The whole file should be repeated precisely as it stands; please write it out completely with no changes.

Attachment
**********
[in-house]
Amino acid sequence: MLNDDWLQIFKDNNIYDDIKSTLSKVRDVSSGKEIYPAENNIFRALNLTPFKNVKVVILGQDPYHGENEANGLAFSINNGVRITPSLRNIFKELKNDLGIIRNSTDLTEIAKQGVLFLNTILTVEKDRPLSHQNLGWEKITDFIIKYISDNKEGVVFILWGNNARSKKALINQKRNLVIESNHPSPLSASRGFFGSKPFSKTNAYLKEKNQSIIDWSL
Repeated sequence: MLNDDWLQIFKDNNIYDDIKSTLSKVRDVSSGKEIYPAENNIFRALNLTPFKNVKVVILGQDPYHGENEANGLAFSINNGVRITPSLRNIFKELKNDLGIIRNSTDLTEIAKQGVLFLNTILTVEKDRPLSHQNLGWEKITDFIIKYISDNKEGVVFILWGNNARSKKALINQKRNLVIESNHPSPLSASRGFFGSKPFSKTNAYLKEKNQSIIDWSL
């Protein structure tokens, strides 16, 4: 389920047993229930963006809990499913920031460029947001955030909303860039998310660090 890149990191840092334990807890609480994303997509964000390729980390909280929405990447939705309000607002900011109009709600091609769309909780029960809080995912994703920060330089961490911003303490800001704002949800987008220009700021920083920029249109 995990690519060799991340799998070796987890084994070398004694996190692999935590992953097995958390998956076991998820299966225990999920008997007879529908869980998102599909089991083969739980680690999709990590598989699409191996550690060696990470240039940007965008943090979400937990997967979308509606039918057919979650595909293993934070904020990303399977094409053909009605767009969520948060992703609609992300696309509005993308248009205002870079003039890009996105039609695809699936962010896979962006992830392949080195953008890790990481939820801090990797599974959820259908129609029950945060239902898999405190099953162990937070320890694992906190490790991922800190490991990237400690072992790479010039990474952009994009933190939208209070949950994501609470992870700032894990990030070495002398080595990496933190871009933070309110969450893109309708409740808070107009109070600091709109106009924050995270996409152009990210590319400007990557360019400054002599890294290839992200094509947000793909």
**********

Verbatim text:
[in-house]
Amino acid sequence: MLNDDWLQIFKDNNIYDDIKSTLSKVRDVSSGKEIYPAENNIFRALNLTPFKNVKVVILGQDPYHGENEANGLAFSINNGVRITPSLRNIFKELKNDLGIIRNSTDLTEIAKQGVLFLNTILTVEKDRPLSHQNLGWEKITDFIIKYISDNKEGVVFILWGNNARSKKALINQKRNLVIESNHPSPLSASRGFFGSKPFSKTNAYLKEKNQSIIDWSL
Repeated sequence: MLNDDWLQIFKDNNIYDDIKSTLSKVRDVSSGKEIYPAENNIFRALNLTPFKNVKVVILGQDPYHGENEANGLAFSINNGVRITPSLRNIFKELKNDLGIIRNSTDLTEIAKQGVLFLNTILTVEKDRPLSHQNLGWEKITDFIIKYISDNKEGVVFILWGNNARSKKALINQKRNLVIESNHPSPLSASRGFFGSKPFSKTNAYLKEKNQSIIDWSL
């Protein structure tokens, strides 16, 4: 389920047993229930963006809990499913920031460029947001955030909303860039998310660090 890149990191840092334990807890609480994303997509964000390729980390909280929405990447939705309000607002900011109009709600091609769309909780029960809080995912994703920060330089961490911003303490800001704002949800987008220009700021920083920029249109 995990690519060799991340799998070796987890084994070398004694996190692999935590992953097995958390998956076991998820299966225990999920008997007879529908869980998102599909089991083969739980680690999709990590598989699409191996550690060696990470240039940007965008943090979400937990997967979308509606039918057919979650595909293993934070904020990303399977094409053909009605767009969520948060992703609609992300696309509005993308248009205002870079003039890009996105039609695809699936962010896979962006992830392949080195953008890790990481939820801090990797599974959820259908129609029950945060239902898999405190099953162990937070320890694992906190490790991922800190490991990237400690072992790479010039990474952009994009933190939208209070949950994501609470992870700032894990990030070495002398080595990496933190871009933070309110969450893109309708409740808070107009109070600091709109106009924050995270996409152009990210590319400007990557360019400054002599890294290839992200094509947000793909």